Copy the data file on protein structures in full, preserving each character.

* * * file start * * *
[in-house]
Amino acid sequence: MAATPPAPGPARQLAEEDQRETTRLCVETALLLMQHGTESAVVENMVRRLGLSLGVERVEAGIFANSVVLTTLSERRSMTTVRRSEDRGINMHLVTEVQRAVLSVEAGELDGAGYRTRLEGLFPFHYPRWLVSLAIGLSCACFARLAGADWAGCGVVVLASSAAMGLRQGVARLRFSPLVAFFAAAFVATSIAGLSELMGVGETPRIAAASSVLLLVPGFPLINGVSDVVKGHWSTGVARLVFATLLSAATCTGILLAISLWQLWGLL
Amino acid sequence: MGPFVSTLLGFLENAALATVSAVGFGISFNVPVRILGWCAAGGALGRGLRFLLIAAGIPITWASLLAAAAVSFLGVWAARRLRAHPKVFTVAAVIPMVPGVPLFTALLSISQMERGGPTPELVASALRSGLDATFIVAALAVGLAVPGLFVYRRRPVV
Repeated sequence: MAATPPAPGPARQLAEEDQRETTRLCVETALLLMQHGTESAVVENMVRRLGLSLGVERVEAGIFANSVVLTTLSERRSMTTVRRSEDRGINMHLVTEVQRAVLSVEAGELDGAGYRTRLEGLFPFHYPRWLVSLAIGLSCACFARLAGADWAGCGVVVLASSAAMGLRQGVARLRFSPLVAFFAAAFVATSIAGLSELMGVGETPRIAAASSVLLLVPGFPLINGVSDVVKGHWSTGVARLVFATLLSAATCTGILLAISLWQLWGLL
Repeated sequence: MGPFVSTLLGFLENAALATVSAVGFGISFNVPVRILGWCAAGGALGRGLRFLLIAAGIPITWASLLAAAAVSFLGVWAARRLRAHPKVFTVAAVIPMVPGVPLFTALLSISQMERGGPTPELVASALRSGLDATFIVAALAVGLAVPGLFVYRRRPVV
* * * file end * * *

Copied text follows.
[in-house]
Amino acid sequence: MAATPPAPGPARQLAEEDQRETTRLCVETALLLMQHGTESAVVENMVRRLGLSLGVERVEAGIFANSVVLTTLSERRSMTTVRRSEDRGINMHLVTEVQRAVLSVEAGELDGAGYRTRLEGLFPFHYPRWLVSLAIGLSCACFARLAGADWAGCGVVVLASSAAMGLRQGVARLRFSPLVAFFAAAFVATSIAGLSELMGVGETPRIAAASSVLLLVPGFPLINGVSDVVKGHWSTGVARLVFATLLSAATCTGILLAISLWQLWGLL
Amino acid sequence: MGPFVSTLLGFLENAALATVSAVGFGISFNVPVRILGWCAAGGALGRGLRFLLIAAGIPITWASLLAAAAVSFLGVWAARRLRAHPKVFTVAAVIPMVPGVPLFTALLSISQMERGGPTPELVASALRSGLDATFIVAALAVGLAVPGLFVYRRRPVV
Repeated sequence: MAATPPAPGPARQLAEEDQRETTRLCVETALLLMQHGTESAVVENMVRRLGLSLGVERVEAGIFANSVVLTTLSERRSMTTVRRSEDRGINMHLVTEVQRAVLSVEAGELDGAGYRTRLEGLFPFHYPRWLVSLAIGLSCACFARLAGADWAGCGVVVLASSAAMGLRQGVARLRFSPLVAFFAAAFVATSIAGLSELMGVGETPRIAAASSVLLLVPGFPLINGVSDVVKGHWSTGVARLVFATLLSAATCTGILLAISLWQLWGLL
Repeated sequence: MGPFVSTLLGFLENAALATVSAVGFGISFNVPVRILGWCAAGGALGRGLRFLLIAAGIPITWASLLAAAAVSFLGVWAARRLRAHPKVFTVAAVIPMVPGVPLFTALLSISQMERGGPTPELVASALRSGLDATFIVAALAVGLAVPGLFVYRRRPVV